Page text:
The news soon drifted around the room that Rosler was almost definitely out the door. Five hours later, the council had rubber-stamped Brentford’s move to a new stadium. There were cheers all around.
Everything was finally beginning to go right for Brentford this season after a stuttering start. We were on a 9 match unbeaten streak – 8 of them being wins. We were well on the way to getting a new stadium.
Then there was this.
Many fans I spoke to that night tried to remain upbeat. But deep down there was a niggling worry that everything would fall apart now the manager was leaving. Personally, I thought Whelan could have held it down for at least another 24 or 48 hrs, negotiated with Brentford in private and given the club their night of victory and Uwe time to settle the team before an important FA Cup match. But he had to go public before the deal was done as obviously no one else matters.
Should Rosler have gone? To be fair he had spent over two years living away from his family so a move closer to his home in Stockport was a no brainer really. We just had to accept and move on.
Uwe Rosler was personally one of my top 3 favourite managers ever to manage Brentford. And that’s above Steve Coppell, who managed one of the best Brentford teams ever (Sidwell, Ingermarrson, Stephen Hunt, Owusu, Rowlands etc), and Phil ‘Noddy’ Holder, who was the last manager to have got us promoted to what is now the championship. Why was that? Rosler never actually won anything with Brentford.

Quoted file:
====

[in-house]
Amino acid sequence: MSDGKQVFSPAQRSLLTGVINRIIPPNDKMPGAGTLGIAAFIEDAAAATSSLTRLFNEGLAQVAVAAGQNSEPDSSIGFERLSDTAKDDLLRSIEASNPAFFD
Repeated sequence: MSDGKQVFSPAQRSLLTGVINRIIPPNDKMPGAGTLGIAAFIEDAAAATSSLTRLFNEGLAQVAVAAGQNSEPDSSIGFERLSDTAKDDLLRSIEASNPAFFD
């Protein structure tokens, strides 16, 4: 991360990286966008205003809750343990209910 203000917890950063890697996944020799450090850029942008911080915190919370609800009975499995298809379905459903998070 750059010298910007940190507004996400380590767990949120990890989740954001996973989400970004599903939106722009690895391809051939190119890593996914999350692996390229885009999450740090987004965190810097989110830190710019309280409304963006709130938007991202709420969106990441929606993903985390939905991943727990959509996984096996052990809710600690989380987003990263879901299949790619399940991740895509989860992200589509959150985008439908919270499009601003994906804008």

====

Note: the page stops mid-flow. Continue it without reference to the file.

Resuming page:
Rosler was very much a fans’ manager. He understood football fan culture and truly believed that fans were incredibly important to the game. He admired clubs like St Pauli as he felt they were a club who has great liaison with their supporters.
He regularly held fans forums and even organised a pre-season friendlies in Germany encouraging fans to stay at the players’ hotel and hang with the players during the trip.
When visiting Wembley for a Man City cup final, he decided to swap the glitz of Club Wembley with drinking with Man City fans in the Green Man pub before the match.
He would often call our fanzine Beesotted to discuss issues and even volunteered to do a video interview for us after we had missed that final day penalty against Doncaster to help motivate the fans.
And despite the wee spat he had with some Brentford fans during our dodgy spell at the beginning of this season when a small section of supporters sang “You’re gonna get sacked in the morning”, Uwe has had a brilliant rapport with the majority of supporters who saw him as being open, welcoming, honest and humble.
On the pitch, Rosler got Brentford to play some of the best football we have ever seen at Griffin Park.
We’ve had some glorious moments under him. We were a mere 7 minutes from victory against West London neighbours Chelsea in a day out that many Brentford fans will remember for years to come.
When Rosler arrived his catchphrase was “pass them to death” and that’s just what we did. We quite simply outplayed our opponents week after week – in some games we would have over 80% possession.
He instilled a never-say-die spirit into the team which saw Brentford score a ridiculous amount of goals in the last minutes and injury time – Sheffield United away (with 9 men) , Portsmouth at home and Swindon away in the playoffs being three thrillers in which we scored last minute goals.
And he orchestrated pre-season friendlies in and around Leipzig, Germany which will be talked about in Brentford for many a year – Brentford fans’ first foray into Europe since the Anglo Italian Cup in 1992.